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*George Iles was born on this date in 1918. He was a Black U.S. Army Air Force officer.
George Jewell Iles was born in Quincy, Illinois, Adams County, to George D. Iles and Juanita Howell Iles. The elder George worked as a barber and later as an employee at Firestone's Electric Wheel Works. The family lived at 1416 N. 14th in Quincy, Illinois. He attended Lincoln Elementary, a segregated school. He played football at Quincy High School, graduating in 1935.
After enrolling at nearby Quincy College, Iles worked at the Civilian Conservation Corps for three years. Early in his military career, Iles was married to 1st wife, Cornelia Elizabeth Vinton Iles. When Iles left for the European Theater during World War II, Cornelia stayed with her mother at 2026 Spruce in Quincy, Illinois, later moving to Denver, Colorado, when Iles returned from the war. They had two children: A child who did not survive beyond infancy and Bruce Adrion Iles, a U.S. Marine Corporal and a rifleman with the 1st Marine Division, 1st Battalion, 5th Marines, A Company.
1939, while enrolled at Quincy College, Iles joined the newly formed Civilian Pilot Training Program (CPTP), earning his civilian pilot's license. He became Quincy's first African American licensed pilot. In 1942, after serving as an interviewer with the U.S. Employment Service, Iles enlisted in the United States Army and, in June 1943, applied for Tuskegee's Flight cadet program. On May 23, 1944, Iles graduated from the Tuskegee cadet pilot training school in its Class 44-E-SE, receiving his wings and commission as a 2nd Lieutenant. The U.S. Army Air Corp assigned Iles to the all-African American 99th Fighter Squadron of the 332nd Fighter Group, Tuskegee Airmen or "Red Tails.
He flew 23 missions in World War II's European Theater. On the afternoon of February 25, 1945, the German military captured Iles in Augsburg, Germany, after German anti-aircraft artillery shot down Iles' North American P-51 Mustang. Iles tried to stay in the air, maintaining contact with his squadron leader. He urged Iles to fly to neutral Switzerland, where Iles or any other Allied military personnel would receive safe harbor until the end of World War II. After losing radio contact with Iles, his squadron leader and senior brass had no idea whether Iles made it to a safe harbor, got shot down, or was killed. Nonetheless, the U.S. Army Air Corps sent an official notice to Iles's then-wife, Cornelia, indicating that Iles was missing in action and had been awarded, in absentia, the Air Medal with one leaf cluster.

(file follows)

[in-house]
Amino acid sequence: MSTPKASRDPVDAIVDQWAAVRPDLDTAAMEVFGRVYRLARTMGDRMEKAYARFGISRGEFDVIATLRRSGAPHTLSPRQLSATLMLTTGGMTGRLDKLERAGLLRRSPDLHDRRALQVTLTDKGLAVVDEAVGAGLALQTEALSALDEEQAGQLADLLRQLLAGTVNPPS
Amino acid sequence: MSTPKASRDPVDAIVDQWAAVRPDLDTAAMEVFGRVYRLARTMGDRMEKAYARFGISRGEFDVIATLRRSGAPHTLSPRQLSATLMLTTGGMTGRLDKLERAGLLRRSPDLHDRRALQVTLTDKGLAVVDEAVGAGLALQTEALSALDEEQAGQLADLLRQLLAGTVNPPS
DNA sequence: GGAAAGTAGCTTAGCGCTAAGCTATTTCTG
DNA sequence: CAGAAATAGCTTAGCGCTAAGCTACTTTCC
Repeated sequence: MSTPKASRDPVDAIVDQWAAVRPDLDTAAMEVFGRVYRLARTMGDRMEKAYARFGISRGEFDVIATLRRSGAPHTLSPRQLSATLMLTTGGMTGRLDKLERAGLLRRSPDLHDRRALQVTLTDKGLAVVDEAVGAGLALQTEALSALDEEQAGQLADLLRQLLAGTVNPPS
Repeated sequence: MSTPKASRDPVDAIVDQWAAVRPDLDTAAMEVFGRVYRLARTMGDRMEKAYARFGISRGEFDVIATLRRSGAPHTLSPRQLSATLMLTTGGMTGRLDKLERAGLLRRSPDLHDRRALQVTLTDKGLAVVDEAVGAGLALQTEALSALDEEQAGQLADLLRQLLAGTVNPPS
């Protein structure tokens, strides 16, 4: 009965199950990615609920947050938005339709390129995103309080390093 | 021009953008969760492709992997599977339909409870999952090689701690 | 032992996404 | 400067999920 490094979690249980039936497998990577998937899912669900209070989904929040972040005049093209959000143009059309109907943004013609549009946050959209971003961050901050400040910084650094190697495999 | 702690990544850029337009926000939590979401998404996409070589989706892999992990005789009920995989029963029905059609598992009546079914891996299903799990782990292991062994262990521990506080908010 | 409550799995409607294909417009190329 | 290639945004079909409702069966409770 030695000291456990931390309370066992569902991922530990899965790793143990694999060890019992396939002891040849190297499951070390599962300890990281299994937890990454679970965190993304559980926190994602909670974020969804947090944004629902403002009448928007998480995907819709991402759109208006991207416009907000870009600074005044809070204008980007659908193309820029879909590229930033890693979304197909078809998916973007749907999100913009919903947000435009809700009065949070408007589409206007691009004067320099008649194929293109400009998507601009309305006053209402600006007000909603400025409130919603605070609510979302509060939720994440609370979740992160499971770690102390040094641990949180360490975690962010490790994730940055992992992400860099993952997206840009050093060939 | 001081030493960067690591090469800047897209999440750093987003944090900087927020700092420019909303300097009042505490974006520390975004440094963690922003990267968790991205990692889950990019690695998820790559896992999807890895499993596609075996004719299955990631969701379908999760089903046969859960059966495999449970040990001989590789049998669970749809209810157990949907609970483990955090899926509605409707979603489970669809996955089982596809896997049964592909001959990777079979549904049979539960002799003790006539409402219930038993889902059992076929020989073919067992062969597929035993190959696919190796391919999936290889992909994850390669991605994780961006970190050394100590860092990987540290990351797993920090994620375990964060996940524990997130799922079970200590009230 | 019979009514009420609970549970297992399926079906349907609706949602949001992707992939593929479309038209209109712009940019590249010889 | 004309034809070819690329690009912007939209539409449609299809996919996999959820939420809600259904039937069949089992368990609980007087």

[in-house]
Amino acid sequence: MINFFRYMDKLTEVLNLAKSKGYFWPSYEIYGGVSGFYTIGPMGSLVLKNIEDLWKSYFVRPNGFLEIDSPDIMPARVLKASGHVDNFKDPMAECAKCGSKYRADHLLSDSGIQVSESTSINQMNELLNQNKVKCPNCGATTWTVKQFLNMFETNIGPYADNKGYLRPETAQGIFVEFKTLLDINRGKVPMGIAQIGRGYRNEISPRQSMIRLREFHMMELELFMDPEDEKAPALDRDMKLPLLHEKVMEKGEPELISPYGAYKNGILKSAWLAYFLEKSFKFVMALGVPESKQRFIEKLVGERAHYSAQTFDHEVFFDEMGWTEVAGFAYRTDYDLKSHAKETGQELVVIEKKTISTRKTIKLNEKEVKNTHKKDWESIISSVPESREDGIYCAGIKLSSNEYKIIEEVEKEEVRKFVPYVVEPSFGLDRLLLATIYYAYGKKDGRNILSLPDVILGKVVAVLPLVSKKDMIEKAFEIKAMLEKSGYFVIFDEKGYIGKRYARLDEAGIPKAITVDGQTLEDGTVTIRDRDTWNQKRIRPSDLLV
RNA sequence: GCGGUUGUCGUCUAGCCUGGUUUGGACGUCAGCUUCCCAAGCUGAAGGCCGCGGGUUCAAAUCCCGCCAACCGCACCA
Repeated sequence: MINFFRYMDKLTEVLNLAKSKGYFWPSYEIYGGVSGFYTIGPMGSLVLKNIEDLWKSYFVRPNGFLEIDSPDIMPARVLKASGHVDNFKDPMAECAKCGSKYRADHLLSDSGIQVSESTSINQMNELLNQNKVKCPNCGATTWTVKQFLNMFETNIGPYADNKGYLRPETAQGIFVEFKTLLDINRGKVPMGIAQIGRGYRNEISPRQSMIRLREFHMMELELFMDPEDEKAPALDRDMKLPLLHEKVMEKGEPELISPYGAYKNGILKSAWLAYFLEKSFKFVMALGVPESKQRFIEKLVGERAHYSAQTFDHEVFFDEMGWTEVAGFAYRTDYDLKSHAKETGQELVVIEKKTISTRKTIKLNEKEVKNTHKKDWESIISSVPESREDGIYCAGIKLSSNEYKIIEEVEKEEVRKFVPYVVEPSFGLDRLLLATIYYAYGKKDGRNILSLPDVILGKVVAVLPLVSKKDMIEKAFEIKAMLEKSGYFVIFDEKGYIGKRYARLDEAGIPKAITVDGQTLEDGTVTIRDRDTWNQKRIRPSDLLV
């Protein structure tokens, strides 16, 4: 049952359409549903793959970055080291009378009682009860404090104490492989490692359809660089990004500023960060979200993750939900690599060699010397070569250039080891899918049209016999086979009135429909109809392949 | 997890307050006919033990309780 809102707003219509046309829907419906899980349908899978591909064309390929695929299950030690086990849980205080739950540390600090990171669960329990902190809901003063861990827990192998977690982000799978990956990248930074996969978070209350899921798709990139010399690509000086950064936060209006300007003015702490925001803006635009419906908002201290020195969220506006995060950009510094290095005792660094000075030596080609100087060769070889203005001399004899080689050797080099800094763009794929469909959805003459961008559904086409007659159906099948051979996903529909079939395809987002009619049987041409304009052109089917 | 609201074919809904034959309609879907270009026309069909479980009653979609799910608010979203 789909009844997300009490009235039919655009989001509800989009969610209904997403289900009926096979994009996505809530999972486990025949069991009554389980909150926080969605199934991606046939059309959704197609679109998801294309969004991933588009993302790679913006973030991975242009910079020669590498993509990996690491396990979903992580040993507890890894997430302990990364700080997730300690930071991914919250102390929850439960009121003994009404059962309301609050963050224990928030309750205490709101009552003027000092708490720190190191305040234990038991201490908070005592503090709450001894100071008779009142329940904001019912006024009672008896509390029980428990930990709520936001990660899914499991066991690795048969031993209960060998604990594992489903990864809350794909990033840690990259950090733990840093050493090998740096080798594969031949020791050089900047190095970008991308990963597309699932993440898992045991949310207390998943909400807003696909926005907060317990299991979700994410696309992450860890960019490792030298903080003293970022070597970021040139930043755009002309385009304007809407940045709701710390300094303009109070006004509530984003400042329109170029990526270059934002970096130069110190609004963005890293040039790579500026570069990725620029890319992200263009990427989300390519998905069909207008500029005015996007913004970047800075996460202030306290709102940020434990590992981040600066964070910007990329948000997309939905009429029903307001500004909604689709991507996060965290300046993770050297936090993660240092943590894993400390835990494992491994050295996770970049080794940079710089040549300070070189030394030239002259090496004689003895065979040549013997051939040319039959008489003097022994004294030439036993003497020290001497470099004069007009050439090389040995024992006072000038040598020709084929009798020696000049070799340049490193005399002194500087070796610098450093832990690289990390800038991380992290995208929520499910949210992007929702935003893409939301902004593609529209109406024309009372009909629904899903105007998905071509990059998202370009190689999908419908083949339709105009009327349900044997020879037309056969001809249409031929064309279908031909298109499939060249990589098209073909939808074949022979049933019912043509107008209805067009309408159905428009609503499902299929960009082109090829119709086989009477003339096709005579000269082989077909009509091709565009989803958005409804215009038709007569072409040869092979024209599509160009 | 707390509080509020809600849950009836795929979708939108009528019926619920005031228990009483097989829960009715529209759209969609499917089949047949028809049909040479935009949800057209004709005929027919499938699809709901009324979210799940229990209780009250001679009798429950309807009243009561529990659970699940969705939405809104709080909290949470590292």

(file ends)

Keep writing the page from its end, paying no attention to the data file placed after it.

The German military initially imprisoned Iles at Stalag Luft 3, then at Nuremberg-Langwasser, and finally at the multinational prisoner of war camp, Stalag VII-A, the largest POW camp in Nazi Germany. While imprisoned by the Nazis, Iles would reconnect with fellow 99th Fighter Squadron pilot/Cadet 44-E-SE classmate Harold Brown who had been shot down weeks earlier. On April 29, 1945, General George Patton and his Third Army liberated Iles, Brown, and 76,000+ other POWs as Patton's tanks drove into Stalag VII-A, capturing it.
After World War II, Iles returned to the United States, serving as a trainer at Tuskegee Air Force Field. He re-enlisted on July 13, 1946. 1948, Iles graduated from Boston University, earning a bachelor's degree in Business Administration. He also earned a master's degree. During the Korean War and the Vietnam War, Iles served in intelligence in Korea, Japan, and Vietnam. He retired on October 31, 1973, as a Colonel.
He served in the U.S. Air Force for 30 years, with tours in World War II, the Korean War, and the Vietnam War. Iles married 2nd wife, Jola (Vola) Marie Neesen Iles, a Dutch woman from Venlo, Holland. They had one son, Danny. They settled in Marysville, California. George Iles died on December 9, 2004, in California. His wife, Jola, died a year later and is buried by his side.
Iles created the Iles Academy of Golf for Kids, a leadership and sports non-profit in Maryville, California. George J. Iles Elementary School in Quincy, Illinois, which opened in August 2018, was named in his honor. In 2020, as part of the Moorman Foundation and Arts Quincy's "Celebration of Education" series, Cedar Falls, Iowa Sculptor Tim Jorgensen installed his "Red Tails" sculptor at Iles' namesake, the George J. Iles Elementary School in Quincy, Illinois.